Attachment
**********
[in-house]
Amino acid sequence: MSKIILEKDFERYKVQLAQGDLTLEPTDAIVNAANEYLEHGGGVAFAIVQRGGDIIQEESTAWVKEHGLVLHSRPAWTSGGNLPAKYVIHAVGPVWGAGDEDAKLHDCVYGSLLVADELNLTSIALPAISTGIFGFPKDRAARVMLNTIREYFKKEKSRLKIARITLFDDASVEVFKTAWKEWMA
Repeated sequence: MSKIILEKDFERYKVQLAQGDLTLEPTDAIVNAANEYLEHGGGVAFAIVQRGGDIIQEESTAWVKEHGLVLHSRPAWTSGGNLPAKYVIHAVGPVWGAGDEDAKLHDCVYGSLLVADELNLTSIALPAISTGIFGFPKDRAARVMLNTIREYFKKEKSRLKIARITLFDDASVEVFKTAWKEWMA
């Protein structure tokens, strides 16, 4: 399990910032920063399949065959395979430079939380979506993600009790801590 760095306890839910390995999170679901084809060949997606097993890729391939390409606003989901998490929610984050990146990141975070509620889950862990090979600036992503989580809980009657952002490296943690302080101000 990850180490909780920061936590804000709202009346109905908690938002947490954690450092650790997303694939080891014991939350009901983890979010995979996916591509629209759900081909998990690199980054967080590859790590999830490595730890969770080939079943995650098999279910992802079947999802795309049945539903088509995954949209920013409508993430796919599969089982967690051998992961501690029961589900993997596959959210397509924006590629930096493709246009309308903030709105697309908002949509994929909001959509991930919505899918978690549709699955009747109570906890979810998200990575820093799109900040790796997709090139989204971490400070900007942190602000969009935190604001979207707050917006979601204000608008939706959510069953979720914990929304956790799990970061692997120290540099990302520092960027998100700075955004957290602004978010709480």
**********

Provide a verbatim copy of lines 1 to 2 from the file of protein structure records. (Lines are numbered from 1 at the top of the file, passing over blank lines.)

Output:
[in-house]
Amino acid sequence: MSKIILEKDFERYKVQLAQGDLTLEPTDAIVNAANEYLEHGGGVAFAIVQRGGDIIQEESTAWVKEHGLVLHSRPAWTSGGNLPAKYVIHAVGPVWGAGDEDAKLHDCVYGSLLVADELNLTSIALPAISTGIFGFPKDRAARVMLNTIREYFKKEKSRLKIARITLFDDASVEVFKTAWKEWMA